Just as different grape varieties produce an astonishing range of flavors in the wines we drink, the grape vines themselves can be vastly different. Zinfandel vines, especially when head-trained, are among the hardiest in the world. Dry Creek Valley, long-regarded as Zin Territory, is home to a dense concentration of old vines, prized for the distinctive character they impart. But what does it mean to be an old vine?

Old Vine Zinfandel in Winter


Throughout the world, wine labels sometimes bear the phrase “Old Vine.” This is not a legally-regulated term, in part because a vine’s maturity varies by grape variety. It takes about three years for a newly-planted vine to produce its first fruit. Sometimes winemakers will wait five or six years after planting a vine to begin harvesting its fruit for wine. For the first couple of decades, a grapevine will grow, increasing vigor, vegetative growth and overall size. During this period of growth, the flavor complexity of the grapes it produces is thought to develop and deepen.

By the time the vine is 20- to 30-years-old, it has reached maturity, and its flavor profile is more consistent and predictable for a winegrower, despite the climate conditions that will alter its expression vintage-to-vintage. From this point of maturity, a grapevine’s vigor will decline for decades, plateauing when the vine is around 50-years-old. Because vigor directly translates to the volume of wine produced, many farmers will tear out their aging vines to maintain a higher-yielding vineyard. Others savor the unique, extracted flavor and historic value that comes from these faithful old vines.

After about age 50, a zinfandel vine is considered “old,” but at 50, zin may not yet be half-way through its life. In Dry Creek Valley, you will find vineyards with vines that are more than 120-years-old!


Think of the a grapevine as having a finite amount of flavor it can impart each vintage. The more grapes the vine produces, the less concentrated its wines will be. This is one reason younger vines are pruned to produce fewer grapes. When an old vine’s vigor has plateaued, a grower is left with that plant’s most extracted grapes — the vine is distributing all of its flavor among the fewest grapes. The wines are more expensive at this point, from grape to glass, because the quality is thought to be higher and volume is lower. “Old vines contribute an intensity and complexity of flavor to the wine that cannot be replicated by any other method,” says Ridge Vineyards, whose 115-year-old Lytton-Springs vines make one of the nation’s best-loved Dry Creek Valley zinfandel blends.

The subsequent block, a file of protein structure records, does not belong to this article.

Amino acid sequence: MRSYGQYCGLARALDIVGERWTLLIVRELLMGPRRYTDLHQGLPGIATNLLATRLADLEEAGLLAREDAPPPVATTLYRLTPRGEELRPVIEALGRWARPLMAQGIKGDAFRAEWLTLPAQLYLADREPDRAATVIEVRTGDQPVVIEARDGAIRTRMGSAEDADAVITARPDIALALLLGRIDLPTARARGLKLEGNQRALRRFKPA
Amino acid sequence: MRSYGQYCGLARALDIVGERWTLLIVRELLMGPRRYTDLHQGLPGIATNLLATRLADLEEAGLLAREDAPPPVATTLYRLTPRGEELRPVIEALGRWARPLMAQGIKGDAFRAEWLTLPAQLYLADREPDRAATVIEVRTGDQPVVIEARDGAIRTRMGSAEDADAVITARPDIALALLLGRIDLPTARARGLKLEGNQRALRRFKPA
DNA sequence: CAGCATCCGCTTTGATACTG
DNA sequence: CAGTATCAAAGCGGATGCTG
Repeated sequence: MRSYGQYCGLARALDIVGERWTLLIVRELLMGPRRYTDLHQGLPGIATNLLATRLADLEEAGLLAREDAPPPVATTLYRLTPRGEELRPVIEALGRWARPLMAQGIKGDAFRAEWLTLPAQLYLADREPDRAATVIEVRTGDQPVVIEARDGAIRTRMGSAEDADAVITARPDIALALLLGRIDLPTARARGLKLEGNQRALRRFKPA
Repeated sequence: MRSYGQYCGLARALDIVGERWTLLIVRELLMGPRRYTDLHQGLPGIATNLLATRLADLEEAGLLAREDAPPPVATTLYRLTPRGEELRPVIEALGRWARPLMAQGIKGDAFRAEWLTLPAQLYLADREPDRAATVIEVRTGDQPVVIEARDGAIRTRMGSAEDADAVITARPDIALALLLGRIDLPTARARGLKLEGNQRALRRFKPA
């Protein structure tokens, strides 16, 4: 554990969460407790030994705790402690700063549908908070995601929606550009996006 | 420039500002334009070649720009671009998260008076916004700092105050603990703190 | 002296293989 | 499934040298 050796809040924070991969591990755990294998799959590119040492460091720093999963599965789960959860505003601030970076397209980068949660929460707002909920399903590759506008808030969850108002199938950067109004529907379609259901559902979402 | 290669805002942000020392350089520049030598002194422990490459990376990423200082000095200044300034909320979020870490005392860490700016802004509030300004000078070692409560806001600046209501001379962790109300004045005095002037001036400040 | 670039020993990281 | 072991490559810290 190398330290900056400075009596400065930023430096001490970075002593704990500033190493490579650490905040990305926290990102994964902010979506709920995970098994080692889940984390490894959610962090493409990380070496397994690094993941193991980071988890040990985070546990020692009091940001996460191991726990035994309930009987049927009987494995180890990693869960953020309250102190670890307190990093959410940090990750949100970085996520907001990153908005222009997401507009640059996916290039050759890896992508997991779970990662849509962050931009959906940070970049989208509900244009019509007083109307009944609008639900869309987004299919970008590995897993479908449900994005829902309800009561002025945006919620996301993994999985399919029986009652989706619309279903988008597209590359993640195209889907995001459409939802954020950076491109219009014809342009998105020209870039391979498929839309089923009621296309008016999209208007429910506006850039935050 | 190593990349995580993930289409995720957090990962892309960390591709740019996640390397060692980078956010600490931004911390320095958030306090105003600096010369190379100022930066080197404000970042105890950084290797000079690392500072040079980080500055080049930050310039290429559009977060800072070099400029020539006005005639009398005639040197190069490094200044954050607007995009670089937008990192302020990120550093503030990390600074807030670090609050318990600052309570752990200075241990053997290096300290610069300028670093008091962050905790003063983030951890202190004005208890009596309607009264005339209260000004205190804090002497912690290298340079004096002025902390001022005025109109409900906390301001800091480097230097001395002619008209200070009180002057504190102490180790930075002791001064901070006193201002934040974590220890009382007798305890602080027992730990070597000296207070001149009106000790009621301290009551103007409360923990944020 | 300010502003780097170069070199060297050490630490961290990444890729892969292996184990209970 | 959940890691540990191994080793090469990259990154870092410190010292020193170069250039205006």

John Saini & Peter Seghesio

Photo provided by Puccioni Ranch and Vineyards –  Louis Puccioni 1965 Plowing with his Mule Prince


Pioneers flocked to California in the mid-19th century during the California Gold Rush. Many settlers to the area known today as Dry Creek Valley were Italian immigrants. Fortunes in gold were rare, so these pioneers had to find different means of success in the New World. Viticultural and agricultural skills learned in Europe proved highly applicable to Sonoma County’s fertile soils. By the late 1880s, Dry Creek Valley had nine wineries and almost 900 acres of vineyards, most of which were zinfandel. While phylloxera and Prohibition decimated most vines and winery businesses in the early 20th century, not all grapevines were uprooted. In the 1970s and 1980s, on the heels of California’s wine renaissance, top winemakers began to rediscover and revitalize these surviving heritage vineyards.


Dry Creek Valley produces a broad range of premium wines from more than 40 different grape varieties, offering something for every palate to savor. Despite this breadth and recognition, everyone in the appellation takes pride in celebrating our region’s humble beginnings and the hard-working pioneers whose place in California history is honored in our heritage vines. When you taste our wines, we hope you will first take in the view of our dramatic and beautiful old vineyards, where the wine in your glass began, more than a century ago.

Head-trained old vine zinfandel from one of Dry Creek Valley’s famous Saini vineyards